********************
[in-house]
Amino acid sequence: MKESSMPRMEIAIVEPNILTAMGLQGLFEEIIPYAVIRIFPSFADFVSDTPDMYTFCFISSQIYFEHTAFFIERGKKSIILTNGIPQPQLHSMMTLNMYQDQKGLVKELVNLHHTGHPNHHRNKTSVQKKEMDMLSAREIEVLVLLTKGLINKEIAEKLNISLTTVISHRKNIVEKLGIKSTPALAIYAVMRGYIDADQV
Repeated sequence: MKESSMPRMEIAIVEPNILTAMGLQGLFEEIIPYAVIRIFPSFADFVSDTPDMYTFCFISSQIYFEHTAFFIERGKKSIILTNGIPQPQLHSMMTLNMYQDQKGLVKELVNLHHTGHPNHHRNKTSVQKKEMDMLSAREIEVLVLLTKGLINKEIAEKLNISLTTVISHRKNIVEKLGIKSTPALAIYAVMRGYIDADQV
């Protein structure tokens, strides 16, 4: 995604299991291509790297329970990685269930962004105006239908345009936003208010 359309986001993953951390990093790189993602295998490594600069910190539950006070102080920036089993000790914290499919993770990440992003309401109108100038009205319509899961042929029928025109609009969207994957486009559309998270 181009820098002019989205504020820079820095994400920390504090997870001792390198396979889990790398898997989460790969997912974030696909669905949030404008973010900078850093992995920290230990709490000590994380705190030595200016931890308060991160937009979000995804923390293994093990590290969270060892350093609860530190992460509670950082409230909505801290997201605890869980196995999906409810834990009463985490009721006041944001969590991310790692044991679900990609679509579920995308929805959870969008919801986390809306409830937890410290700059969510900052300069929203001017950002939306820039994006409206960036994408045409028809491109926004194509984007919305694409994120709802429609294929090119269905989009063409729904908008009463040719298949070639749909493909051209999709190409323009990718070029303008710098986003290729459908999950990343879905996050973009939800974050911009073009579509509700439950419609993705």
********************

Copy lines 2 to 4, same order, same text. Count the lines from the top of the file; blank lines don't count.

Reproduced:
Amino acid sequence: MKESSMPRMEIAIVEPNILTAMGLQGLFEEIIPYAVIRIFPSFADFVSDTPDMYTFCFISSQIYFEHTAFFIERGKKSIILTNGIPQPQLHSMMTLNMYQDQKGLVKELVNLHHTGHPNHHRNKTSVQKKEMDMLSAREIEVLVLLTKGLINKEIAEKLNISLTTVISHRKNIVEKLGIKSTPALAIYAVMRGYIDADQV
Repeated sequence: MKESSMPRMEIAIVEPNILTAMGLQGLFEEIIPYAVIRIFPSFADFVSDTPDMYTFCFISSQIYFEHTAFFIERGKKSIILTNGIPQPQLHSMMTLNMYQDQKGLVKELVNLHHTGHPNHHRNKTSVQKKEMDMLSAREIEVLVLLTKGLINKEIAEKLNISLTTVISHRKNIVEKLGIKSTPALAIYAVMRGYIDADQV
């Protein structure tokens, strides 16, 4: 995604299991291509790297329970990685269930962004105006239908345009936003208010 359309986001993953951390990093790189993602295998490594600069910190539950006070102080920036089993000790914290499919993770990440992003309401109108100038009205319509899961042929029928025109609009969207994957486009559309998270 181009820098002019989205504020820079820095994400920390504090997870001792390198396979889990790398898997989460790969997912974030696909669905949030404008973010900078850093992995920290230990709490000590994380705190030595200016931890308060991160937009979000995804923390293994093990590290969270060892350093609860530190992460509670950082409230909505801290997201605890869980196995999906409810834990009463985490009721006041944001969590991310790692044991679900990609679509579920995308929805959870969008919801986390809306409830937890410290700059969510900052300069929203001017950002939306820039994006409206960036994408045409028809491109926004194509984007919305694409994120709802429609294929090119269905989009063409729904908008009463040719298949070639749909493909051209999709190409323009990718070029303008710098986003290729459908999950990343879905996050973009939800974050911009073009579509509700439950419609993705």